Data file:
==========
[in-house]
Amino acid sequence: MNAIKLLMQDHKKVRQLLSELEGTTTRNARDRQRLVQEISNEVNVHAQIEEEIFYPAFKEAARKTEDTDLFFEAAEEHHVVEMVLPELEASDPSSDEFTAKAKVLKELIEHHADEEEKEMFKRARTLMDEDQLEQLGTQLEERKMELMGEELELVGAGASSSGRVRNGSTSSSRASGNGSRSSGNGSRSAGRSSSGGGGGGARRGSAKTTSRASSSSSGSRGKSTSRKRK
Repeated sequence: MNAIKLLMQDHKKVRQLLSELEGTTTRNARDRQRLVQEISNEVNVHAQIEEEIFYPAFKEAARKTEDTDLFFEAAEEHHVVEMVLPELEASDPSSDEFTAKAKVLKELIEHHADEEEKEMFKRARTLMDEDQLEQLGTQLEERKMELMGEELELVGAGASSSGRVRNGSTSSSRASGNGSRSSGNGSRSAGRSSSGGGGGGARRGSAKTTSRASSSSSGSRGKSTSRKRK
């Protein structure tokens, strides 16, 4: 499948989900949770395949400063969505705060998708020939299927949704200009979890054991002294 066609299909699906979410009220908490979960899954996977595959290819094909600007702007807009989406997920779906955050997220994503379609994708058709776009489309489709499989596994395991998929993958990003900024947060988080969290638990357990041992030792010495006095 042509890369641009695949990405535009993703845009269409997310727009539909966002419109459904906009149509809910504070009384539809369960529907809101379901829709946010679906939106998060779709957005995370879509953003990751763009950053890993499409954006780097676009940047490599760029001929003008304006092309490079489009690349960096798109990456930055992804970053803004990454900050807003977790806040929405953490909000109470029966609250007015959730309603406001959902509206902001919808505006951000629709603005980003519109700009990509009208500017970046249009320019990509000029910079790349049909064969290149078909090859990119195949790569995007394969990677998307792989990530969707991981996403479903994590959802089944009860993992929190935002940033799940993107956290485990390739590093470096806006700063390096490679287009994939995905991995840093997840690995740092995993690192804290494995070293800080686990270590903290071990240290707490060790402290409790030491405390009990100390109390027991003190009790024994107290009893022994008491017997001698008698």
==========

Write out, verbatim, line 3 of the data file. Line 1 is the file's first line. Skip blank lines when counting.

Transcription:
Repeated sequence: MNAIKLLMQDHKKVRQLLSELEGTTTRNARDRQRLVQEISNEVNVHAQIEEEIFYPAFKEAARKTEDTDLFFEAAEEHHVVEMVLPELEASDPSSDEFTAKAKVLKELIEHHADEEEKEMFKRARTLMDEDQLEQLGTQLEERKMELMGEELELVGAGASSSGRVRNGSTSSSRASGNGSRSSGNGSRSAGRSSSGGGGGGARRGSAKTTSRASSSSSGSRGKSTSRKRK